Based on my small experience with Yocto, you use meta layers to create and customize your environment. When your environment is setup, you can generate an SDK to easily cross compile your aplicative programs for your target machine. Yocto tool is way too powerful, heavy and complicated for developers who just focus on the aplicative part of a project. The SDK on the other side is perfect for that use but you can't change anything in the toolchain with it, you can only use it. If a bug or a patch needs to be applied in runtime libs for example, you need to regenerate the SDK and give this new versions to developers.

With that short explanations:

It is more capable than the SDK's, but how do I cross-build this environment for another platform?

You need to customize your Yocto meta layers to change from a platform to another.

Is there an SDK that is as functional as this git clone'd environment? Meaning it has a working bitbake and I can cross-build bootable images for different targets?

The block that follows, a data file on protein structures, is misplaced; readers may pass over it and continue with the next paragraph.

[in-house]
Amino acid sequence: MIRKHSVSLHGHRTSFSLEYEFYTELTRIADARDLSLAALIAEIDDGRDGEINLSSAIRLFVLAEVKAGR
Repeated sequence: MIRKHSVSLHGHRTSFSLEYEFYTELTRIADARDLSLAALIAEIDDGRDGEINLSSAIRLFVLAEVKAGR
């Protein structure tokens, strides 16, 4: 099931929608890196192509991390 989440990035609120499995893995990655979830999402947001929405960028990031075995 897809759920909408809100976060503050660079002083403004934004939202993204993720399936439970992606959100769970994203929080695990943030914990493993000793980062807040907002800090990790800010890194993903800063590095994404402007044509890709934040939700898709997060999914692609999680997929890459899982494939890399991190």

No, i don't think so

Why can't an SDK build an SDK?

Because that's not the philosophy of the SDK, sdk is a generated toolchain for a specific image to cross compile your programs, no more.

Why doesn't an SDK even include bitbake?

Bitbake is a tool to parse yocto recipe (so meta layers) and so, there is no need to have this tool in the SDK

Why is an SDK apparently tied to build for a particular machine or architecture, and apparently unable to cross-build for different architectures? The process for building an SDK even wishes the final architecture to be specified in advance

I think i already gave an answer to this question but, about the second part of your question. It is possible to be a little bit agile and start both the BSP and applications in parallel. Every week, you release a new SDK with BSP new changes an the toolchain is always up-to-date for developers (This is a very idealistic vision i admit)